I entered The Sniper into the Pennsylvania State Chess Championship shortly after the Drexel University Chess Championship ended.
I worked hard on its Opening Book, adding perhaps over 2000 lines of play into it. These moves would be played instantly should
they occur against the opponent, saving time on the clock, which is very important in tournament play. As most programmers will
tell you today, such a small scale endeavor as this (so few moves, so little time before a tournament) is almost not worth it.
The program only encountered one variation in the tournament it did not have previously, and even then, it only stayed in its
"book" for 3 moves longer than it would have without it.
In the image shown below, you can barely see me. I am on the top-left of Dr. Hans Berliner's head. You can see my green and white
striped shirt and my watch. Sitting opposite me was Valerie Face, a girl from Pennsylvania rated in the 1800's. In that game,
The Sniper played Henry Bird's Opening (1. f4) and won.
The Sniper continued it's undefeated streak, winning 2 games and drawing 3. That score of 3.5 points out of 5.0 was good
enough for a tie for 10th place. The tournament was won by the legendary chess program Hi Tech, with a perfect 5-0 score.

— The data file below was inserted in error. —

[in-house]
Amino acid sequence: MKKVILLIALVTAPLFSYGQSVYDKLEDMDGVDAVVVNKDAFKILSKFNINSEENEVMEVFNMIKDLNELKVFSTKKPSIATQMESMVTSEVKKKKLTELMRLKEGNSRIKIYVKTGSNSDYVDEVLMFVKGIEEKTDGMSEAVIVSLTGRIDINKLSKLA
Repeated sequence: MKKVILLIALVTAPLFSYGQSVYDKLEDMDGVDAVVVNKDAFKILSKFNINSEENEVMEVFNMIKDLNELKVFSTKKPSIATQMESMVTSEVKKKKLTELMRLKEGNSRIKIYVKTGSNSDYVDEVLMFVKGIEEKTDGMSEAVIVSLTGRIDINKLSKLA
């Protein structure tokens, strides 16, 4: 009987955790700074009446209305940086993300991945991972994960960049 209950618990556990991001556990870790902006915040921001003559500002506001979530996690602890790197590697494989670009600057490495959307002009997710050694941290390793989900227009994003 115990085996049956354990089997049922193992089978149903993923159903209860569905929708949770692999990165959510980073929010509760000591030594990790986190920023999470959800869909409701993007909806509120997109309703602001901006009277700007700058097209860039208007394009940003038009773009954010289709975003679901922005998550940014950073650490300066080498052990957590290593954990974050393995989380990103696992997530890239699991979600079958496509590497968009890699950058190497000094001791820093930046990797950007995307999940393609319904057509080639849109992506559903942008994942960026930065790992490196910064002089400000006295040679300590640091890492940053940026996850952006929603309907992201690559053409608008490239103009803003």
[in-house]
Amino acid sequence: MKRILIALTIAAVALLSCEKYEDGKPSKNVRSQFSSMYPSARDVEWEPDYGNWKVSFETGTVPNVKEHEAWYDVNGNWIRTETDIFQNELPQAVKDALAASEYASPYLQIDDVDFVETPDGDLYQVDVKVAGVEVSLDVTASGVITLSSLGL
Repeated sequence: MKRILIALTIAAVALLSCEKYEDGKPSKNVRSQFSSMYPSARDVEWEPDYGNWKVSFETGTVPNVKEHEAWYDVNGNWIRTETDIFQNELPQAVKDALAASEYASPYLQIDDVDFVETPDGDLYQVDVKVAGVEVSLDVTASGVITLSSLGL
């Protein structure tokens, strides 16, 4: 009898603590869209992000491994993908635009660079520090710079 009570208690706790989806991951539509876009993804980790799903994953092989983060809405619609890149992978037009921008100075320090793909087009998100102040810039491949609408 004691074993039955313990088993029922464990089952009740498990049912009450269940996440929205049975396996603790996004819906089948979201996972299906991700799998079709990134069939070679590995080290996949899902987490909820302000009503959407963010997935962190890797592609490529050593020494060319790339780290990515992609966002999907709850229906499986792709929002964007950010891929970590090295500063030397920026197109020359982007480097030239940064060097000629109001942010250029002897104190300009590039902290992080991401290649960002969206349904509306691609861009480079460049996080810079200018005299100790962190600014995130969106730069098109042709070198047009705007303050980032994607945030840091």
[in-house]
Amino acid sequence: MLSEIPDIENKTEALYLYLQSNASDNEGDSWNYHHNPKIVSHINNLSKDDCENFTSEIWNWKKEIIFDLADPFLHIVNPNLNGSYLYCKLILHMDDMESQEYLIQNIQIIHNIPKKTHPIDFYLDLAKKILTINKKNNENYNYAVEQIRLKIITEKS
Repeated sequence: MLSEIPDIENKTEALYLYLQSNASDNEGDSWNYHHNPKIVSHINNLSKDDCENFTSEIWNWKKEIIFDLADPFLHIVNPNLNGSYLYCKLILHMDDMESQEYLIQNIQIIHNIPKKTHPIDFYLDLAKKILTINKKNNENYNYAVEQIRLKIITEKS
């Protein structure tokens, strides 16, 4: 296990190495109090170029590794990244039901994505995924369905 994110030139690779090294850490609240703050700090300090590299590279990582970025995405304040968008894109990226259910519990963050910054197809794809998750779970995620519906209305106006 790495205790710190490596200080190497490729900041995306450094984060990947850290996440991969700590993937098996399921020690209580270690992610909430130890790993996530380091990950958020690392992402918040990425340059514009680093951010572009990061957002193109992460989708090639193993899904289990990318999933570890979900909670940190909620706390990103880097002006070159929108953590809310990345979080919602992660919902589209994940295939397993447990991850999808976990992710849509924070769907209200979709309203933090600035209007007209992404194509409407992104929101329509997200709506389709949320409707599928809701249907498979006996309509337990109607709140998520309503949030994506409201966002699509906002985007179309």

I sat next to the late Hans Berliner for the duration of the tournament. At the beginning of the event, the press surrounded our table.
I just finished a 3-dimensional version of the chess board on my Macintosh SE/30, running at 16 MHz (seemed fast at the time).
One of the reporters looked at the 3D board and asked "Is that Hi Tech?"
Berliner's head snapped hard to the right, as he glared at the reporter. "No!" he said emphatically. "This is Hi Tech," pointing
to his Toshiba laptop that connected remotely to the Carnegie-Mellon University mainframe far away."That is 'Low Tech'," he said derisively.
The reporters all laughed, Berliner grinned, and I felt a flush of embarassment at the unexpected remark.
In perfect unison, almost as if rehearsed, the reporters all looked back up at me, after they scribbled furiously into their paper notepads.
In a moment of inspiration, I retorted "And for $100,000 less, you can play my program, which is almost as strong."
They didn't laugh as hard as the first volley, but Berliner turned pink, and his bald head could not dim the exuding broadcast.
When the reporters had left, he looked over at me, gave a dismissive half-shrug half-smirk, and quickly looked away.
Hans Berliner's wife was with him for the entire duration of the event, and I happened to see them both out in the parking lot after it was over.
I congratulated him on his victory. He said something like "I think this will be it for me." I asked "What do you mean?" He said,
"Well's there's nothing left to prove anymore." I am not 100% sure if Hi Tech ever played another game, but I am sure it no longer attended
the Pennsylvania State Chess Championships.